August 14, 2012 5:26 PM
RIP: Helen Gurley Brown, Nellie Gray - died 8/13
Two leaders, two legacies
Like many moms who've had to navigate the checkout lines with children in tow, I've held a special place of contempt for Cosmopolitan magazine, whose shocking headlines at kids' eye level have been polluting young minds for 40 years. Not to mention the damage to a few generations of lost young women.
The world has one woman to thank for this: Helen Gurley Brown, who on becoming editor in 1965, quickly turned a woman's magazine like all the others - with tips on food and fashion, decorating and diets - to a racy rag preaching a gospel of sex, sex, and more sex. Oh, and did I mention sex?
In Brown's vicious May-the-Sexiest-Woman-Win world, all traditions and conventions were off. So your boss is married? So he has three kids? So what? If you want him, go for it, girl! No guilt, no regrets.
Brown made her final personal headline Monday, dead at the age of 90. Wealthy but childless, but what did that matter when - according to the cultural elite - she was personally responsible for liberating young women from the goal of husband, family, home, replacing it with a sex- and pleasure-driven lifestyle - like the one eventually celebrated in Sex and the City. She empowered women, they said, overlooking the fact that she had made them sexual slaves, trying to keep happy with uncommitted sex and unconcerned with the havoc they wreaked in the lives of husbands and fathers.
While I'm not one to judge the eternal fate of anyone - because our Heavenly Father is merciful and He alone knows HGB's heart during her final hours - I felt an overwhelming sadness at the thought of her standing before Him realizing her tremendous responsibility in destroying families, lives, love and hope.
Another woman died that day: 88-year-old Nellie Gray, a more modest role model whose life was dedicated to saving families, lives, love and hope.
She was a Texan and a Catholic convert, whose service as a corporal in the Women's Army Corps (WACS) during World War II changed the direction of her life. According to Father Frank Pavone, founder of Priests for Life:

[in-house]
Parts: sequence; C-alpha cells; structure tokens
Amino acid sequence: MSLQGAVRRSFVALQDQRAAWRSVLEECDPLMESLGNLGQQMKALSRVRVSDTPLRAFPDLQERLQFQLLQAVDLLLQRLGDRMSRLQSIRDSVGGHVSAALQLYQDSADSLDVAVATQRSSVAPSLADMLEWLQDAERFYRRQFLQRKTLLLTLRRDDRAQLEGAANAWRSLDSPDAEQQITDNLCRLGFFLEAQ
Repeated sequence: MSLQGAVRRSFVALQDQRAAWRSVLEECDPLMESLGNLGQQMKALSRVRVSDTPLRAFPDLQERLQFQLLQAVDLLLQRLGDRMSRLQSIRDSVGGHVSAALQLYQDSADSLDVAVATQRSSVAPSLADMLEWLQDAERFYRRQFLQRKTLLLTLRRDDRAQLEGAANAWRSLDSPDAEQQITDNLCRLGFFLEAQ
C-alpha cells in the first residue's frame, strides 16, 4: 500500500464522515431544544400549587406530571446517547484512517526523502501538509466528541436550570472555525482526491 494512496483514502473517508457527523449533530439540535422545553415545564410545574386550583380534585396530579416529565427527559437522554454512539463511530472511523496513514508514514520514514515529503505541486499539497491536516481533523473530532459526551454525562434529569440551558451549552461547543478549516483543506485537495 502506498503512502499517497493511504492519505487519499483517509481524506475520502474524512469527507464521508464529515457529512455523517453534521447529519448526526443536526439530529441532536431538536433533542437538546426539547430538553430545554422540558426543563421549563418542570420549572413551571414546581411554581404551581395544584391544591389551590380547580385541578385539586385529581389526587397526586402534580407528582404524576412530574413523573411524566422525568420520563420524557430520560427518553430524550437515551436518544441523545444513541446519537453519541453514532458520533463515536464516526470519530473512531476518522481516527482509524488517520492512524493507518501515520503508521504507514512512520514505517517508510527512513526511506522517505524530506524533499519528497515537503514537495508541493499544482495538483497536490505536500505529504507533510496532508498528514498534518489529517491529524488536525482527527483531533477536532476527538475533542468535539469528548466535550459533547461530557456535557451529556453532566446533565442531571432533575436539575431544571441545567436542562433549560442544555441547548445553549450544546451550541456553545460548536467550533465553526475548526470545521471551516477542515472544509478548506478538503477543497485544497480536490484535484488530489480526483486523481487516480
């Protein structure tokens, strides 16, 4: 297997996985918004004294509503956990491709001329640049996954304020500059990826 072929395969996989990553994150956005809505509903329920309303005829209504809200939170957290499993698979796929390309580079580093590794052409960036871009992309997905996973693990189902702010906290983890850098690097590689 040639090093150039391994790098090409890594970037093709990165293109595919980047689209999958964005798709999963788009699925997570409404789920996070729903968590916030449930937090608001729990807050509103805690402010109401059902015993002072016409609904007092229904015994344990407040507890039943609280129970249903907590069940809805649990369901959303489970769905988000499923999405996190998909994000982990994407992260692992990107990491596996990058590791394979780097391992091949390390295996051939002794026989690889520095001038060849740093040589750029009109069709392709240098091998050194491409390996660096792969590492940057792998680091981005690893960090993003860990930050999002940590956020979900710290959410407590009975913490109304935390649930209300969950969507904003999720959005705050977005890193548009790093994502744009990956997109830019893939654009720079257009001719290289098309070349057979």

The reality of the holocaust made a profound impression upon her, as did the Nuremburg Trials, to which she often referred in explaining her pro-life position. At issue for her were not the numbers of people killed, vast and disturbing as those statistics are.
For Nellie, the horror was that a single human life had been intentionally taken. That was the point at which government transgressed its proper authority. That was the evil that had to be stopped.
In 1974, Mrs. Gray organized a March for Life, held in Washington, DC on the first anniversary of Roe v. Wade, which evolved from a one-time event into a growing coming-together of pro-life groups from all over the country which she mobilized and energized every year since. In the midst of disagreements and in-fighting among well-intentioned but passionate political players, she was a voice for unity.
Mrs. Gray was also responsible for highlighting the terrible toll taken by abortion on fathers and other family members - as well as the holocaust within the black community (While only 13% of the female population is minority, they account for 36% of the abortions).
Two women, two legacies - one for evil, one for good - both reaching well beyond their lifetimes. A reminder to each of us to look to our own, to make the most of what time we have left.
Wow! Excellent juxtaposition. Isn't that how it is? The world recognizes its own, doesn't it?
Posted by: Jan | August 14, 2012 6:16 PM
This is a wonderful article. Really shows the power of one person.
I am loving your blog. I'm a Christian homeschooling mom of 8, and I really appreciate your forthright style and wise viewpoint. I have signed up to receive your posts by email and have listed the blog on my blogroll. Thanks and God bless.
Posted by: RHome410 @ Friday is Pizza, Monday is Soup | August 14, 2012 9:10 PM
ironic that HGB lived a life that was contradictory to the one on the pages of Cosmo- she was "happily married for fifty years." Again, where's the truth in advertising?
Posted by: Kathie in Canada | August 15, 2012 7:18 AM
Wow, Barbara. What a powerful piece. I hadn't put that connection together, but that is an amazing contrast.
I read recently that HGB's father died in an accident when she was only ten years old, and her mother subsequently fell into a deep depression - i.e. her world was shattered upon her father's death. I've often wondered if perhaps all the deplorable behavior she advocated for, that has ruined untold numbers of souls, was ultimately a yearning for her father.
Posted by: Jennifer @ Conversion Diary | August 16, 2012 1:39 AM